Vaccinations -- whether to give them, andf if so, how, how often and whether to give boosters -- have become a hot topic in recent years with many veterinary schools now recommending dogs only need puppy vaccinations, the first annual booster, then at MOST vaccines every THREE years. In some cases researchers believe a single initial booster will protect a dog (or cat) for life against a disease. To make things even more confusing for the pet owner, there is also clear evidence that annual vaccinations can actually weaken the immune system and in themselves, can cause serious health problems.
Although many of the leading vet schools in the US now recommend a three year vax schedule, veterinarians, kennels, pet insurance companies annd groomers generally require evidence of annual vaccinations still, leaving many pet owners in a quandary.
These are the key recommendations from two leading sources:
University of California, Davis Veterinary School (one of the world's leading vet schools): http://www.vetmed.ucdavis.edu/vmth/s..._protocols.cfm
The American Animal Hospital Association recommendations: http://www.aahanet.org/PublicDocumen...s06Revised.pdf
While not offering any definitive answers, this link provides an excellent overview of the evidence, the issues, the published research, the existing recommendations and the options. I strongly advise reading through this and deciding what is best yourself given your own situation.
Also this article directly addresses ALL the issues and takes toy breeds into special consideration towards the end:
Be aware that you will almost certainly encounter opposition from your vet to vaccinating to any other than a yearly schedule, as annual vaccinations are very much a part of an ingrained vax system still pushed by the vax companies themselves, and also, are part of the 'annual visit' regime that vets would like to maintain (it is of course a good idea to take an animal for an annual check-up; linking the visit to a 'required' vax has been a useful way of getting clients to make that annual visit). Younger vets who have been schooled following the later protocols, or holistic vets, are likely to be more supportive.
My own choice? Right now I am observing a three-year cycle for my dogs and cats. I give lepto annually to the dogs as they like to swim and risk exposure in Ireland.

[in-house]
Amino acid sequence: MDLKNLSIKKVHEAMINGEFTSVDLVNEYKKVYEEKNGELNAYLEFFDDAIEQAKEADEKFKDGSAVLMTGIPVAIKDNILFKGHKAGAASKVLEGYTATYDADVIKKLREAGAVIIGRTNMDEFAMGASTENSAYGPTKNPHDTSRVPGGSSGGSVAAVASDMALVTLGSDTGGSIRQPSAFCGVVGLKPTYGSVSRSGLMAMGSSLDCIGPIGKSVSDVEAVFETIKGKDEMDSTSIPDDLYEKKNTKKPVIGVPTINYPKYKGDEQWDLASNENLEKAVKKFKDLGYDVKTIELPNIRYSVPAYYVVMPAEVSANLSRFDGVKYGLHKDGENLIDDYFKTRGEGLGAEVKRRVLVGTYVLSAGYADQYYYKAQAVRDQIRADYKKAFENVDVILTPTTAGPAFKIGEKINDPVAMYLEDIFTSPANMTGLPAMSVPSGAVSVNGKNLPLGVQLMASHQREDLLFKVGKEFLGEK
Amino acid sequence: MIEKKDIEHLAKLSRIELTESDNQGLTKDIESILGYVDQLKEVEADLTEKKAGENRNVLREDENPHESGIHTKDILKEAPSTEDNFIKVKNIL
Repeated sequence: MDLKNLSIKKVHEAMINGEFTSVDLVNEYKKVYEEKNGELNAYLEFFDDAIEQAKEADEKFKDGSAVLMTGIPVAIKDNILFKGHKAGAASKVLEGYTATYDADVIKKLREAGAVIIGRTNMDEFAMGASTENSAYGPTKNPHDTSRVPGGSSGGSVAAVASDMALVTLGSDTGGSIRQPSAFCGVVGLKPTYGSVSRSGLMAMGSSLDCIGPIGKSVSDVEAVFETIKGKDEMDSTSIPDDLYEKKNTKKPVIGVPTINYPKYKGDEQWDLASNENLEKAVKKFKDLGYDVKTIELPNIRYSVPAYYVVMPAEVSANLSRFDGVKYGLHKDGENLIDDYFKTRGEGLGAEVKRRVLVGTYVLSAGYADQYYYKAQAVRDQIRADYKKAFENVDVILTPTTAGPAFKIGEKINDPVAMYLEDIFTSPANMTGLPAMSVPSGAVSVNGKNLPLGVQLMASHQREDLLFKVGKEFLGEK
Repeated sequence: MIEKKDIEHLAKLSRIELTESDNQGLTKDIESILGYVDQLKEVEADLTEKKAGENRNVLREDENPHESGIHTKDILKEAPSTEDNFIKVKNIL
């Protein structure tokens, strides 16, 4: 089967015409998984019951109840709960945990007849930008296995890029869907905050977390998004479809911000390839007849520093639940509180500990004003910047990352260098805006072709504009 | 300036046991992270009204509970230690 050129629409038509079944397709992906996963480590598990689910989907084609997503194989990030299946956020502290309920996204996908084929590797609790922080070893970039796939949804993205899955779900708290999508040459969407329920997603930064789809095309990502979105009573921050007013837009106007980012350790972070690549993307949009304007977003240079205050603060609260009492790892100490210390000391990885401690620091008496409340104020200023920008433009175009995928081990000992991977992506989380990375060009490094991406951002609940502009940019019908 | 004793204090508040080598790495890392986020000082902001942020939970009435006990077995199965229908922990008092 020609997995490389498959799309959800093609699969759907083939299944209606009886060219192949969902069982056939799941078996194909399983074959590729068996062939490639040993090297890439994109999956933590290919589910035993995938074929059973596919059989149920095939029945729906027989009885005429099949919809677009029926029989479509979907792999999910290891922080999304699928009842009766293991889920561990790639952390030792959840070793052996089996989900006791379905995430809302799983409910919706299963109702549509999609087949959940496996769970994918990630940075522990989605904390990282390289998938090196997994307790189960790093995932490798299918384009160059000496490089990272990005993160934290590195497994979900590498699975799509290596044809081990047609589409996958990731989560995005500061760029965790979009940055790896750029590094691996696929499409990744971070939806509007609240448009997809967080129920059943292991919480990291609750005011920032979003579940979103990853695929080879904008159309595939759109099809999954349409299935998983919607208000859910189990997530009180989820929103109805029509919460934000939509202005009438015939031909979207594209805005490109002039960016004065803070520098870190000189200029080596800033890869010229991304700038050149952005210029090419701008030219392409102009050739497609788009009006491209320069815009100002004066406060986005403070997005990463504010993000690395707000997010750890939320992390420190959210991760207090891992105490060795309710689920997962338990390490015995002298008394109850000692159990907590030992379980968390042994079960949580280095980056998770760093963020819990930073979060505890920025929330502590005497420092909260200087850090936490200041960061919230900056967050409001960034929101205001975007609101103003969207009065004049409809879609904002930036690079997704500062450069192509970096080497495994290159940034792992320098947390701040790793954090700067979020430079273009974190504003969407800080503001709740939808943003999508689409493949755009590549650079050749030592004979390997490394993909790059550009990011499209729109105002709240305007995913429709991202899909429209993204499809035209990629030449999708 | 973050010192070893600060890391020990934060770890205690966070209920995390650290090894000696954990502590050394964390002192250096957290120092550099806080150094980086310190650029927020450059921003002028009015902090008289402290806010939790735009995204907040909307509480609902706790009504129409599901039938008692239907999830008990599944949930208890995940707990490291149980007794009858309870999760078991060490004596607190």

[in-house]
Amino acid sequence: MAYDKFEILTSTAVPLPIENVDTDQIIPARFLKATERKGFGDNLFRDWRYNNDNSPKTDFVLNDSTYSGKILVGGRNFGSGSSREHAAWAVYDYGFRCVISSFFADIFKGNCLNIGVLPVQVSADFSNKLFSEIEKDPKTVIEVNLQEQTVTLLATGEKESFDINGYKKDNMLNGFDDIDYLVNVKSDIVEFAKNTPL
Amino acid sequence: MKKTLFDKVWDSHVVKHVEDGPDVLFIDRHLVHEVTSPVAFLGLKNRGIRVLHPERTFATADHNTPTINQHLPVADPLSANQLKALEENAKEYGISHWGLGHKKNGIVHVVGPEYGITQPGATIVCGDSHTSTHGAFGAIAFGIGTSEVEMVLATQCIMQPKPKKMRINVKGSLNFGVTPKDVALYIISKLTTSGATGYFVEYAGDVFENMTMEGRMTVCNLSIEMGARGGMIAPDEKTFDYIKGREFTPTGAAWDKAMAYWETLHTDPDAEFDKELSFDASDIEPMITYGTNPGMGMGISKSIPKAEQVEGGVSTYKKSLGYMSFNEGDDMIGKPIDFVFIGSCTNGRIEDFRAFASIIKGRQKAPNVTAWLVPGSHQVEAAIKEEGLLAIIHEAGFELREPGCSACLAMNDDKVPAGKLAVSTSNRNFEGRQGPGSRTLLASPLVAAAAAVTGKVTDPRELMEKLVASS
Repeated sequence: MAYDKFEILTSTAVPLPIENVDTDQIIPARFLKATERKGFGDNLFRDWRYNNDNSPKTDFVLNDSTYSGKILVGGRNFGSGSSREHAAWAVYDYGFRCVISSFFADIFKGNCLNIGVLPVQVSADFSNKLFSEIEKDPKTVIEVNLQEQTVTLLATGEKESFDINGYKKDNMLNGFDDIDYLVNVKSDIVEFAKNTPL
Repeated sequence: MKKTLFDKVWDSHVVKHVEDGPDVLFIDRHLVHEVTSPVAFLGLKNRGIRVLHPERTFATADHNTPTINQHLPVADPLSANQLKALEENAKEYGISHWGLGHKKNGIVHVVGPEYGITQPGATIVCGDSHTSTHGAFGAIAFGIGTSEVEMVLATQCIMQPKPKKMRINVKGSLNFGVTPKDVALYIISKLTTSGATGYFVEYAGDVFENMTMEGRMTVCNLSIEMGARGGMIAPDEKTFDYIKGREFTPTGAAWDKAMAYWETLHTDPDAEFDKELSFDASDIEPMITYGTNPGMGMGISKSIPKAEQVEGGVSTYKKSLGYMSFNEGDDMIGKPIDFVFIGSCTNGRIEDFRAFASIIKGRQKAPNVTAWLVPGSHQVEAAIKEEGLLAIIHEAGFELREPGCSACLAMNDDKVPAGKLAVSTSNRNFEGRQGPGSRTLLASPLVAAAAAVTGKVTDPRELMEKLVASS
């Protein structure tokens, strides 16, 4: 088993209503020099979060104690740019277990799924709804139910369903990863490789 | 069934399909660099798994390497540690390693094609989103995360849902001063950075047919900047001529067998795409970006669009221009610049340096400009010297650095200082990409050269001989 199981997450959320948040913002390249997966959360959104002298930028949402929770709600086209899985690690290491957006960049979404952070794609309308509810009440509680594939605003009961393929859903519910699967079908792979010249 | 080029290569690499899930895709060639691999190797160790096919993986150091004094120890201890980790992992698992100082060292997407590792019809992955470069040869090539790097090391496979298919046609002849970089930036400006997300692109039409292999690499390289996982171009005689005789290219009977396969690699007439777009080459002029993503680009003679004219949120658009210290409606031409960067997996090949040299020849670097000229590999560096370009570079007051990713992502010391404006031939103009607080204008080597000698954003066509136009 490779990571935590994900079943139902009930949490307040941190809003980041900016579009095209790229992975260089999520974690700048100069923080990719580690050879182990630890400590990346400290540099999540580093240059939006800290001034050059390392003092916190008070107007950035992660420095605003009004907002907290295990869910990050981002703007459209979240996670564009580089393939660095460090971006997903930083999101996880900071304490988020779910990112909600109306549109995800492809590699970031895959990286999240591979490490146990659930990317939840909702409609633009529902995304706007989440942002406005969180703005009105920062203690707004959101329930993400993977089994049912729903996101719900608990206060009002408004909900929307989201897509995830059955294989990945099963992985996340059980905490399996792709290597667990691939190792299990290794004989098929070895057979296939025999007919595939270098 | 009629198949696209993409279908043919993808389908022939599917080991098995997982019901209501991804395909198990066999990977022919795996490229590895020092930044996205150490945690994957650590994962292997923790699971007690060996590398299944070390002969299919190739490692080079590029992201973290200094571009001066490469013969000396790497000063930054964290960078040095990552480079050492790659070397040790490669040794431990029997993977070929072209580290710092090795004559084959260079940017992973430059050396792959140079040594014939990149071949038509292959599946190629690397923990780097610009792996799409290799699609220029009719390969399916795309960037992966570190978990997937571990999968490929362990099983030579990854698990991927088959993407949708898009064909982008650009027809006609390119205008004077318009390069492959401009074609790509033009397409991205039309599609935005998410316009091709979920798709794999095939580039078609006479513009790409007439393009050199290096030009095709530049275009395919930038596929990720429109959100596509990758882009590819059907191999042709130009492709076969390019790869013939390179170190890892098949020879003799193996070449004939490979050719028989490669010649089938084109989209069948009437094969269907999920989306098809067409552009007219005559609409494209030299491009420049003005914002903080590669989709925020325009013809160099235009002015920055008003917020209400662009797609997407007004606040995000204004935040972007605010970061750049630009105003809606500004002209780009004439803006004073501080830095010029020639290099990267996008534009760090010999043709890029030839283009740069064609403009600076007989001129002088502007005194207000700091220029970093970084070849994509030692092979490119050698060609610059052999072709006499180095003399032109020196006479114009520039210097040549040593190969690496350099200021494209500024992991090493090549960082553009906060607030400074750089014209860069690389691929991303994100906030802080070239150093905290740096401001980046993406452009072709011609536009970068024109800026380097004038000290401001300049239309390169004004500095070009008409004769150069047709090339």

Some dog owners are big advocates of using titers to determine whether to vaccinate and write about this approach as if it is a highly reliable, well-established way of measuring immunity. They are not.
Responsible dog owners need to be aware that titers are still NOT considered an accurate way of measuring immune response and personally, I would consider them only a general indication. This is what breeder Laura Lang (Roycroft Cavaliers in Ohio, who is an advocate of minimal vaccination) says:
You can read more in her online cavalier care manual in the 'health' section: http://roycroftcavaliers.com/manualhealth.htmTITERS
Titer tests (blood tests to attempt to determine the dog's level of immunization) are also becoming more common, but are inconvenient and expensive in some areas, and remain somewhat controversial. As yet, there is no consensus on the usefulness of titers. Critics point out that there have been no studies to determine what levels actually confer protection from disease, or if there is even a correlation between antibody levels and susceptibility to disease. Some maintain that there is a difference between protection from infection, and protection from disease. Also somewhat suspect is the lack of standardization for tests determining antibody concentration.
Dr. Richard Ford, of North Carolina State University, states, "The risk lies in the fact that a single serum sample divided three times and sent to three different laboratories is quite likely to yield three different titers, and quite possibly three different interpretations. What may be deemed 'protective' by one laboratory could well be labeled 'susceptible' by another. Furthermore, it is important to note that a vaccinated dog or cat that does not have a significant concentration of antibody may, in fact, have excellent immunity. A 'negative' antibody titer does not necessarily correlate with susceptibility to infection. Likewise, the presence of antibody, even at high levels, does not guarantee immunity subsequent to exposure. (6)
At this point, the bigest role of the titer may be merely to convince boarding clinics or show committees that the animal doesn't require its annual vaccination. It is likely that titer testing will receive greater utilization in the future, but further studies are obviously needed.
Here are some additional links to read through so you can talk to your vet about these issues and decide what you feel is right for your cavalier:
Dr Jean Dodds article: http://www.critterchat.net/immune.htm
Letter from Dr Dodds on vaccination legislation: http://www.malamutehealth.org/vaccination_letter.htm